Which system to adopt? Over the years, many visionaries have put forward their own ideas. One famous man, George Bernard Shaw, was so obsessed by our language that he wrote a play called "Pygmalion" in which the central character, who is a professor of the English language, takes a low-class flower-seller and turns her into a lady by teaching her to speak "proper". He conceived his own novel alphabet using a series of symbols not unlike Pitman's shorthand. (which he himself used for all his writing). This system, unfortunately, is neither practical nor easy to use, so "Shavian" will not provide an alternative system.
Sir James Pitman put forward the "Initial Teaching Alphabet" which although it has many good points to recommend it, the sounds required being more visibly recognisable for instance, it would be highly impractical as a whole new set of characters would have to be incorporated into our alphabet and type-faces would require to be changed for the printing of the new spelling.
The system of "Regularized English" proposed by Dr A Wijk of the University of Stockholm seems to offer an interesting solution. He proposes replacing irregular spellings with regular rather than operating a more or less phonetic system. This system presently operates with some success in America. Words like "color", "honor" and "center" being in daily use. Another advantage of this system is that it would regularise pronounciation as there would be no ambiguity. This system would effectively remove the main obstacles in the way of English becoming a truly international language.
Dr Follick's "Automatic Spelling" system is similar in essence to that of Professor Wijk, in so far as they both use the characters of the Roman alphabet. However, Follick's has a major drawback. It is more of a replacement alphabet as many vowels are doubled or incorporate another vowel to give a longer sound.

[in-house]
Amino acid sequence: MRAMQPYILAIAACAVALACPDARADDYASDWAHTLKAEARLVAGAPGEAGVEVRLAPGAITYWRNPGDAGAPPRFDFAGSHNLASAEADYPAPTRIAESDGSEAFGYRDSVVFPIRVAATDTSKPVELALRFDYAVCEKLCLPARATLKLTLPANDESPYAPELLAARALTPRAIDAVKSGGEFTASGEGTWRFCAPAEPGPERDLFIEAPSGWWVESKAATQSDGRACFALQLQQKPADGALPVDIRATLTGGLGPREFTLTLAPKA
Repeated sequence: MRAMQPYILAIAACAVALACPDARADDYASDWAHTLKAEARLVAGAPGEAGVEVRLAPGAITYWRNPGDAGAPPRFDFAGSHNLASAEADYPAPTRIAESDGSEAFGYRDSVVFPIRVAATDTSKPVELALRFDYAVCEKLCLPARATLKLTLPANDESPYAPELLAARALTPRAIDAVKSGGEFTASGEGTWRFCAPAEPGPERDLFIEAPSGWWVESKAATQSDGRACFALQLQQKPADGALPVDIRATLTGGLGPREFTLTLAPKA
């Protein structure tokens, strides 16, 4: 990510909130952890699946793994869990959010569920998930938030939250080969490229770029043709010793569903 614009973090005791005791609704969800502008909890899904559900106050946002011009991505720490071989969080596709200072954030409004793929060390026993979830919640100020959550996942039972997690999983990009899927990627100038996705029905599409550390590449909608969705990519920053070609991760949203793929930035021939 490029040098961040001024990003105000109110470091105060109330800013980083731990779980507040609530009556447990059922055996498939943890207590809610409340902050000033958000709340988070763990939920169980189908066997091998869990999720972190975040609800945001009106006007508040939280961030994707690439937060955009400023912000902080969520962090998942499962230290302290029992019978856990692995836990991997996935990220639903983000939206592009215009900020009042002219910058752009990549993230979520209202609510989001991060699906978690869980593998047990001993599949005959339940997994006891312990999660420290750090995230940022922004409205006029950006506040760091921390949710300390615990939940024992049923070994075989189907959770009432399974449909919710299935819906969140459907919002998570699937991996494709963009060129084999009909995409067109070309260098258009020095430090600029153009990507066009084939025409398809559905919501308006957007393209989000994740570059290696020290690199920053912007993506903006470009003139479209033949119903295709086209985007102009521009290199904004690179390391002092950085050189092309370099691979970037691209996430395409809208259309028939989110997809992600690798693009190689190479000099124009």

Mr P A D MacCarthy of the Department of Phonetics in the University of Leeds has put forward yet another system on behalf of the Simplified Spelling Society. It is called "New Spelling" and, like the two previous examples, does not involve the utilization of any additional characters. It even advocates the dropping of any unnecessary letters.
It would seem that, if the need for a reformed spelling system is recognised, one of the last three (or the best points from all three) could be used effectively. Perhaps we could put this to a referendum and let the people decide. It would be one more step forward for Britain into the European Community as countries like Italy and Germany already follow strict rules of pronounciation and spelling.
Thanks to "Alphabets for English" edited by W. Haas.
This work is protected by copyright. All rights reserved.
The SCOTS Project and the University of Glasgow do not necessarily endorse, support or recommend the views expressed in this document.
Cite this Document
Spelling reform essay. 2020. In The Scottish Corpus of Texts & Speech. Glasgow: University of Glasgow. Retrieved January 2020, from http://www.scottishcorpus.ac.uk/document/?documentid=910.
"Spelling reform essay." The Scottish Corpus of Texts & Speech. Glasgow: University of Glasgow, 2020. Web. January 2020. http://www.scottishcorpus.ac.uk/document/?documentid=910.
The Scottish Corpus of Texts & Speech, s.v., "Spelling reform essay," accessed January 2020, http://www.scottishcorpus.ac.uk/document/?documentid=910.
If your style guide prefers a single bibliography entry for this resource, we recommend:
The Scottish Corpus of Texts & Speech. 2020. Glasgow: University of Glasgow. http://www.scottishcorpus.ac.uk.